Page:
ICAO Ident question

Hi All

I am currently writing a web app that reads .pln files and enables the user to add more information and then print/save a PDF flightplan. (Also recording the flight via uploading a GPX track amongst some other things).

I’m currently iterating through a .pln file and reading the waypoints. My question is; are the ICAO idents unique in the word? For example below is an intersection:


Is it likely that this ident is used/replicated elsewhere?

The reason I ask is that I’d like to keep my database clean and only add a waypoint once in the DB if it exists rather creating a record unnecessarily.

I would imagine there is probably only one Nedul in the region EG (England?) rather than the whole world??

Many thanks for any pointers


No, waypoints are definitely not unique. If you have navigraph, you can search for waypoints and you’ll often get a list of identical waypoints - the lat and long will be unique, but the name can be identical.


Not sure about regional uniqueness- maybe a pilot will drop in and tell us both.

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@StarlessLion50 Thanks :slight_smile:

@jonasbeaver, @Coppersens, @anon50268670 Can I steal some real aviation knowledge?

Some interesting info here - airline operations - How unique are waypoint names supposed to be? - Aviation Stack Exchange

Ah, good find and an interesting read!

I think in my case I’m going to need to check the name and the lat/long in the DB match otherwise create the record

As far as I know the idents should be unique if you combine them with the region, which is why some avionics show the region in the dialog if you enter an ident that has duplicates.


@Coppersens Thanks!!

But don’t take my word for it, it’s just my sim experience.
Our FMS nav databases on the airliners are geographically reduced and with airway information the ident in an FMS route is unique.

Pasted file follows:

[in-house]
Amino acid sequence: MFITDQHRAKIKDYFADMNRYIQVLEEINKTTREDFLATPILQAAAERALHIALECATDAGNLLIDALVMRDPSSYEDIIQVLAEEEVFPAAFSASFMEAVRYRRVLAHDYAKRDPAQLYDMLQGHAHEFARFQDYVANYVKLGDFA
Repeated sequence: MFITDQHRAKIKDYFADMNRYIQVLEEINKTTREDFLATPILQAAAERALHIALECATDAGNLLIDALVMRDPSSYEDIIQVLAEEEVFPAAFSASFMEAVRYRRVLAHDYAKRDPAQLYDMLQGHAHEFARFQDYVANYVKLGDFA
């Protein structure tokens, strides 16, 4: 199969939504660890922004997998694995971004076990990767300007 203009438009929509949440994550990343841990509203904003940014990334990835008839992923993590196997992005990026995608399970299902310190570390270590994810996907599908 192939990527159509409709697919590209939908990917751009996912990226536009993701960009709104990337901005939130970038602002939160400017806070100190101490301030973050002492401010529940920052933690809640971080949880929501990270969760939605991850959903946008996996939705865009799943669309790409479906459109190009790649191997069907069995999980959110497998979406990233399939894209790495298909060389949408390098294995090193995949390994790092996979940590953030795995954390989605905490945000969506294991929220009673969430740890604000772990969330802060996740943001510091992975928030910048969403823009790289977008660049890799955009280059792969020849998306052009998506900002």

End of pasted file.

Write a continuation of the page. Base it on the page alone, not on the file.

The duplicates page of the FMS in airliners doesn’t show the region but instead distance and coords (page 30):

The example “ECHO” there is pretty good, Skyvector knows 5 of them around the world.

For GA I only know about the region display to distinguish them, but not sure if there are some edge cases where this still leaves duplicates…
I’m 100% sure, @albar965 knows these details, especially in terms of Flight sim databases.

Reading the ICAO docs about the 5-letter idents:

It says:

3.3 The name-code designator shall be easily recognizable in voice communications and
shall be free of ambiguity with those used for other significant points in the same general area.

The wording “same general area” is the culprit, technically it would allow the same name in a different area of the same region code, I’d think. But maybe there are more detailed superseding regulations in the countries governing the uniqueness…
“significant point” is just the formal (more general) name for waypoints in this case by the way.

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ICAO Standard
(not a government website, but an easy PDF to read and still current)

2. Designators for significant points marked by the site of a radio navigation aid


2.1.2 In selecting a name for the significant point, care shall be taken to ensure that the following conditions are met:

a) the name shall not create difficulties in pronunciation for pilots or ATS personnel when speaking in the language used in ATS communications. Where the name of a geographical location in the national language selected for designating a significant point gives rise to difficulties in pronunciation, an abbreviated or contracted version of this name, which retains as much of its geographical significance as possible, shall be selected;


b) the name shall be easily recognizable in voice communications and shall be free of ambiguity with those of other significant points in the same general area. In addition, the name shall not create confusion with respect to other communications exchanged between air traffic services and pilots;


3 Designators for significant points not marked by the site of a radio navigation aid